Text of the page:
Essential Elements of a Contract

If you have entered into an agreement with another party, it is important to ensure your contract is valid, and will protect you in any circumstance. Although an agreement can be made through oral conversation, emails, or letters, a written contract will not only confirm the existence of an agreement but set out exactly what the terms of the agreement are. Should disputes regarding the agreement arise, a clearly set out, written contract will act as an essential avenue in protecting you and your business.

There are several contract elements that must be addressed to ensure that the contract is enforceable.

Offer and Acceptance

The foundation for an agreement is an offer and acceptance between involved parties.
An offer is simply an enticement by one party to provide something to another party in exchange for something else.
An offer may be terminated under five circumstances:

  • Where an offer is withdrawn prior to acceptance;
  • Failure to accept on time;
  • Rejection of offer by the offeree;
  • Death of the offeror; or
  • Failure of consideration.

The person to whom an offer is made (“the offeree”) may accept an offer in multiple ways, whether it be orally, written or accepted by conduct. However, for the acceptance to be valid it must be clearly communicated to the offeree. It is not presumed that a party has accepted an offer merely because they have not explicitly rejected it. Generally, an acceptance is sufficient when it is deemed to be received by the offeror, whether they have read it or not. In terms of non-instantaneous communication, such as by post, acceptance is deemed sufficient from the moment the acceptance is posted.


Consideration is another essential term of a contract. At its most basic, consideration is an exchange of promises between the person making the offer and the person accepting the offer. For example, a promise by the offeror to do something in exchange for a payment by the person accepting the offer.

Intention to Create Legal Relations

A contract between parties will only exist if, from the perspective of the ordinary reasonable person, there was intent between both parties to form a legally binding agreement.

Usually, if there is consideration this will establish such intent, however other factors, such as the relationship between parties, must also be considered. While the relationship between parties will not carry a legal presumption in court, it is generally considered that domestic and social agreements will not have an intention to create legal relations, while a commercial agreement will.

Legal Capacity

Sometimes there may be a question as to whether a party to a contract has legal capacity. Some examples of whether a party to a contract has legal capacity:

  • Minors
    A contract made by a minor (a person under the age of 18 years) is voidable unless it is beneficial to the minor or a contract for necessities which is binding on both parties.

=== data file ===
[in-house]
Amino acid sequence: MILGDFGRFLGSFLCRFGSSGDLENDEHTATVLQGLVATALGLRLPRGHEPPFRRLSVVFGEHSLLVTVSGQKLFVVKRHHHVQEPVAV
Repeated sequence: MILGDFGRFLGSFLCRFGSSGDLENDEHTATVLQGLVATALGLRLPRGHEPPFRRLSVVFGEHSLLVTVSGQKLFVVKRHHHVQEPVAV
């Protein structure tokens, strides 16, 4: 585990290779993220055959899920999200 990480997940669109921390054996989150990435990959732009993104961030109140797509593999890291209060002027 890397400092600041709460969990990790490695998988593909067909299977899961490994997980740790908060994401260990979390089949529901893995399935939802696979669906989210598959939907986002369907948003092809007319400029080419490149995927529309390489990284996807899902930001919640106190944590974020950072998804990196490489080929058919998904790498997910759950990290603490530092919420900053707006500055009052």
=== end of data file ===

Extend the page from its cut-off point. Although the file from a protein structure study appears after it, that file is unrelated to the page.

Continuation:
• Mentally Impaired Individuals
    A contract will be voidable where a party, as a result of mental disability or incapacity, is unable to understand the nature of the contract, provided that the other party either knew, or ought to have known the existence of such impairment.

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Another essential element of a contract is consent, that is, parties must have entered into the contract on their own free will. Genuine consent may be impacted by several factors.

These include:

  • Undue Influence, where one dominant party takes advantage of a weaker party to pressure them to enter into a legally binding contract;
  • Mistake regarding the terms and identity of parties;
  • Misrepresentations and false information exchanged between parties before the contract is formed;
  • Duress, referring to threatened or actual violence from one party to another for the purpose of forcing a party to enter contractual obligations; and
  • Unconscionable conduct, referring to transactions which take place between parties with an imbalance of power, dominant and weaker parties.

Contract Formalities

Lastly it is important to remember that different contracts may require certain formalities to be considered legally binding. For example, while oral contracts are generally considered to be legally binding, contracts for the sale of land, and contracts of guarantee must be in writing.

Key Takeaways

For a contract to be binding the three essential elements must be satisfied. Best practice will always be to have an agreement in writing which clearly shows the fundamental contractual elements. For more reading, click here.
We can help, we have reviewed every type of contract from various industries and sectors, which has provided us a deep understanding of where and when problems can occur. If you have any questions regarding the essential elements of a contract, please contact Lord Commercial Lawyers on (03) 9600 0162 or email us at

About us

Lord Commercial Lawyers is a commercial and business-focused law firm based in the Melbourne CBD. We work with businesses and individuals to help them achieve their legal and commercial goals.

For further information about contracts please visit our page on Commercial Contracts and Business Agreements.
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By Andrew Lord

Andrew heads Lord Commercial Lawyers as Director and has been in the Legal Industry for over 40 years.

Updated on May 16, 2024


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